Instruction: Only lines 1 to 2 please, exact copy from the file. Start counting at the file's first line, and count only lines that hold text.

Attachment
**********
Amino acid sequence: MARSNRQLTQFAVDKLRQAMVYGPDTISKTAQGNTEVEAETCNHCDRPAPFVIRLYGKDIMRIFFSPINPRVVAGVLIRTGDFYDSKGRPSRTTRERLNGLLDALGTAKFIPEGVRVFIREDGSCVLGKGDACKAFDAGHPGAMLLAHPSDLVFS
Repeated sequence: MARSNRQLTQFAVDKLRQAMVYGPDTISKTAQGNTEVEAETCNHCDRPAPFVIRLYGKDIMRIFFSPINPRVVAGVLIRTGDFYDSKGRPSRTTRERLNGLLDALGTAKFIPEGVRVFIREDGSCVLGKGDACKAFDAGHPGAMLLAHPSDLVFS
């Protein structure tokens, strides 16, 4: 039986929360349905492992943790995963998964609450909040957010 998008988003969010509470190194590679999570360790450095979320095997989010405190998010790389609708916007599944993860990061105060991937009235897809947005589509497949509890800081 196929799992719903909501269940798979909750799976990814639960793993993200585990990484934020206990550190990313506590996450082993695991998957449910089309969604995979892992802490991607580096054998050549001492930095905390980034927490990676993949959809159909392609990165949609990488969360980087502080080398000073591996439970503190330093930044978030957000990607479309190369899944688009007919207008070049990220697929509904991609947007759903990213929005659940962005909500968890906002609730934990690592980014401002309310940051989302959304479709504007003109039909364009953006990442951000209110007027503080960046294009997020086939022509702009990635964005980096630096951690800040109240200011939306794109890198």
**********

Amino acid sequence: MARSNRQLTQFAVDKLRQAMVYGPDTISKTAQGNTEVEAETCNHCDRPAPFVIRLYGKDIMRIFFSPINPRVVAGVLIRTGDFYDSKGRPSRTTRERLNGLLDALGTAKFIPEGVRVFIREDGSCVLGKGDACKAFDAGHPGAMLLAHPSDLVFS
Repeated sequence: MARSNRQLTQFAVDKLRQAMVYGPDTISKTAQGNTEVEAETCNHCDRPAPFVIRLYGKDIMRIFFSPINPRVVAGVLIRTGDFYDSKGRPSRTTRERLNGLLDALGTAKFIPEGVRVFIREDGSCVLGKGDACKAFDAGHPGAMLLAHPSDLVFS